If you don’t shop in a large Tesco or Sainsbury’s supermarket, you could end up paying up to £320 more a year for your groceries.
Both my parents and my family do the bulk of our weekly shopping in Tesco. I live down the road from one of its biggest stores in the country (lucky me), while my parents live close to a Tesco Express store.
And that distinction could mean that they end up paying significantly more for their shopping over a year.
A new study from the consumer champions Which? has thrown light on the astonishing price disparities supermarkets implement between their bigger stores and the smaller ‘convenience’ stores.
In some cases it could mean that shoppers end up spending a farcical £320 a year extra, simply because of the slightly different branding on the shop sign.
Paying for convenience
Which? tracked the average weekly price of 48 own-label and branded groceries across a five-month period in 2020, comparing the typical price charged in Sainsbury’s Local and Tesco Express compared to the same items at regular Sainsbury’s and Tesco stores.
And it found big changes. Sainsbury’s Local customers faced paying 9.5% a year more ‒ worth £322. That shopping list cost an average of £71.26 a week at Sainsbury’s Local, compared to £65.08 at a Sainsbury’s supermarket.
Meanwhile at Tesco Express shoppers have to cough up 8.4% more, worth £279, with a shopping basket costing £69.12 at Tesco Express compared to £63.75 at a regular Tesco.
What are we paying more for?
Which of course begs the question, which products are seeing their prices hiked in these ‘convenience’ stores?
At Sainsbury’s the bigger difference came from the 400g can of Napolina chopped tomatoes, where prices were a third higher at a Local, while McVitie’s ginger nut biscuits were over 25% more expensive compared to if bought at a bigger supermarket.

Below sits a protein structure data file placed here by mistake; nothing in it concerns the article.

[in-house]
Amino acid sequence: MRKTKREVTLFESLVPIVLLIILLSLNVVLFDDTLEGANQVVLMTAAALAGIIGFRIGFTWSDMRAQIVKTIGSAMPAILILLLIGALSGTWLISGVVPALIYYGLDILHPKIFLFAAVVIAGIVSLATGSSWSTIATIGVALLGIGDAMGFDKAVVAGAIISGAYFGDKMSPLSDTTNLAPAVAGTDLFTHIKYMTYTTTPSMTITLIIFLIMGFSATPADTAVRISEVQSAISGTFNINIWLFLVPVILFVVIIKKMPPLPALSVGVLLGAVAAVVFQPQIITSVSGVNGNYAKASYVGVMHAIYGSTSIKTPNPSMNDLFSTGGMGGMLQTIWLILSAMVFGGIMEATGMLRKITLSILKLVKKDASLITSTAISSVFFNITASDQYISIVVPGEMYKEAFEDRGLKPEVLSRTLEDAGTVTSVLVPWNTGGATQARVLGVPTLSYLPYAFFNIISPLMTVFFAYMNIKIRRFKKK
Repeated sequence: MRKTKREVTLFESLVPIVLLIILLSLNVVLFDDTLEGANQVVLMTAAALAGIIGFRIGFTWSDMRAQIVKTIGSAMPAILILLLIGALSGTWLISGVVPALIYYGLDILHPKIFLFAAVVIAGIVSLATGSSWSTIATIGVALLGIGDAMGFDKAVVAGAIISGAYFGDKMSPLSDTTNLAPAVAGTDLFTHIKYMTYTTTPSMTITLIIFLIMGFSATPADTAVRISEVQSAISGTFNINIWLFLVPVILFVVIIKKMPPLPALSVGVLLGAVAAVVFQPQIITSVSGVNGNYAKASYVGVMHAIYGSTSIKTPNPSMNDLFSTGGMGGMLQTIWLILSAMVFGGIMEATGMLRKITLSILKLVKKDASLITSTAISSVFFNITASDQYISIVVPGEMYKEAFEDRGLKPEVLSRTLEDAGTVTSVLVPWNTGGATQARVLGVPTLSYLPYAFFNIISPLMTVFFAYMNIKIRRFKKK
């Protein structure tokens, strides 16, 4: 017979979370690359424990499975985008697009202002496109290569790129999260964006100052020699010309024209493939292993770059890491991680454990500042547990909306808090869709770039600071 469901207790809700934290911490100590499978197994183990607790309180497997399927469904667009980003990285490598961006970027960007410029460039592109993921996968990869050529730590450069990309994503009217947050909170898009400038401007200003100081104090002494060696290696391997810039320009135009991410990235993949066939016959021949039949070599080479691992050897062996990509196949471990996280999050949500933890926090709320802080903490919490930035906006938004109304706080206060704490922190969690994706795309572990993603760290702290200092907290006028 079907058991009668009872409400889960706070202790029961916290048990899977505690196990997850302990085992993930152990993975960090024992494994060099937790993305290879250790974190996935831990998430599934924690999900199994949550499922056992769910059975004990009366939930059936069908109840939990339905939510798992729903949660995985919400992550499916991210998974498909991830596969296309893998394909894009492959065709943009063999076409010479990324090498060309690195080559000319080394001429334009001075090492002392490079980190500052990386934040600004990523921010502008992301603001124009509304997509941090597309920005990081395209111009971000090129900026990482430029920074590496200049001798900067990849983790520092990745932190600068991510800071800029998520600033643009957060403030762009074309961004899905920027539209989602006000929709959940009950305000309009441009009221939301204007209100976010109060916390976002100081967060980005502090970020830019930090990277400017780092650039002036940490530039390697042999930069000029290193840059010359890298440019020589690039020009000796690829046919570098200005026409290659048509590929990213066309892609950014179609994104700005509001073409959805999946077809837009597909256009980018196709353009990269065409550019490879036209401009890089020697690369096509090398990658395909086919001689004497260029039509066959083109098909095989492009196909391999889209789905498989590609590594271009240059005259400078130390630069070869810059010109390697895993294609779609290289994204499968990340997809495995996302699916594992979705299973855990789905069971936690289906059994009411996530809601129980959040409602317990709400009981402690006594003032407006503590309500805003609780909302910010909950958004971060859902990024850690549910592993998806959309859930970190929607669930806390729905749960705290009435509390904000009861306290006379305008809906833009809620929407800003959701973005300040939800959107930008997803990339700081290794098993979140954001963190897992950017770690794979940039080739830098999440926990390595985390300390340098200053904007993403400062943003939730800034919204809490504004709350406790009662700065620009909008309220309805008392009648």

Over at Tesco, it was the own-label products which saw the biggest mark ups. Tesco’s 0% fat greek style yoghurt and orange juice with bits were both a quarter more expensive at Express stores than in regular supermarkets, for example.
However, it’s worth noting that the difference can go both ways, with some products even slightly cheaper in the smaller stores. McVities digestive biscuits for example were on average 1p cheaper in the convenience stores.
Why are prices different in smaller stores?
Both supermarkets have responded to the findings to justify why prices are different in these convenience stores.
A spokesperson for Sainsbury’s said that the pricing of its items is influence by a “range of factors, which include “promotions which can vary between Sainsbury’s supermarkets and convenience stores”. Which, if we are being generous, is a whole load of nothing so far as an explanation.
The Tesco response is more telling. A spokesperson said: “Our Tesco Express stores are mainly in built-up areas where unfortunately rents, rates and the operating costs for these stores are higher. The difference in prices of some products reflect these increased costs, but our prices remain competitive as we strive to offer great value to our customers.”
Effectively, the smaller stores cost more to keep operating, which is why some of the prices are higher. Which is somewhat understandable, though the scale of those differences mean that it’s going to stick in the craw if you find yourself considering shopping somewhere less convenient just to avoid this small store premium.
What can I do about it?
A big problem here is that use of these local smaller stores has jumped over the past year. The pandemic has meant that shoppers, quite rightly, want to shop without having to worry about massive queues and masses of other people, which has meant plenty of people have avoided the bigger supermarkets, sticking to local outlets instead.
And that has likely translated into a bigger grocery bill, at precisely the time when so many people are having to deal with a smaller income thanks to the impact of Covid-19.
Which leaves shoppers in a tricky spot. Do you pay for the convenience of shopping in your local store, and avoid dealing with too many other shoppers, or you do head to a larger store and put up with those queues and crowds in the knowledge that it has saved you a few quid?
Ultimately it will come down to your own personal circumstances and what you feel comfortable with. A possible middle ground can come through click and collect services ‒ you could book a slot at the larger store, enjoying those smaller prices but without the worry of being around other shoppers. There may be a fee to pay for that click and collect spot though.
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